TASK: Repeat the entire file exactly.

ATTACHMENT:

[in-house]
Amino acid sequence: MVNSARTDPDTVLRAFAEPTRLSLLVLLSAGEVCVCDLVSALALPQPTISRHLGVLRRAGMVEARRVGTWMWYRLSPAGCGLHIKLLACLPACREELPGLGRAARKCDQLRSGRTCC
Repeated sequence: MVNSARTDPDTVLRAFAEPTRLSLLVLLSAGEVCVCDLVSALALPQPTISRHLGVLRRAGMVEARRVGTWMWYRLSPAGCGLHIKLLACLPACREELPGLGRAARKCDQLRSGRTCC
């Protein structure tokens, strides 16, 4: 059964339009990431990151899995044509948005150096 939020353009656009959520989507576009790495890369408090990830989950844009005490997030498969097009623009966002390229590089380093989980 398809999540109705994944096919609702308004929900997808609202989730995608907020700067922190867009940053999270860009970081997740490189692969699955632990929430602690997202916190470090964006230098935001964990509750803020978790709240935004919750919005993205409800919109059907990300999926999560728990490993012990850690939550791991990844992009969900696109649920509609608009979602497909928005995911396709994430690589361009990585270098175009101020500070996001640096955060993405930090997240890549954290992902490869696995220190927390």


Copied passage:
[in-house]
Amino acid sequence: MVNSARTDPDTVLRAFAEPTRLSLLVLLSAGEVCVCDLVSALALPQPTISRHLGVLRRAGMVEARRVGTWMWYRLSPAGCGLHIKLLACLPACREELPGLGRAARKCDQLRSGRTCC
Repeated sequence: MVNSARTDPDTVLRAFAEPTRLSLLVLLSAGEVCVCDLVSALALPQPTISRHLGVLRRAGMVEARRVGTWMWYRLSPAGCGLHIKLLACLPACREELPGLGRAARKCDQLRSGRTCC
């Protein structure tokens, strides 16, 4: 059964339009990431990151899995044509948005150096 939020353009656009959520989507576009790495890369408090990830989950844009005490997030498969097009623009966002390229590089380093989980 398809999540109705994944096919609702308004929900997808609202989730995608907020700067922190867009940053999270860009970081997740490189692969699955632990929430602690997202916190470090964006230098935001964990509750803020978790709240935004919750919005993205409800919109059907990300999926999560728990490993012990850690939550791991990844992009969900696109649920509609608009979602497909928005995911396709994430690589361009990585270098175009101020500070996001640096955060993405930090997240890549954290992902490869696995220190927390």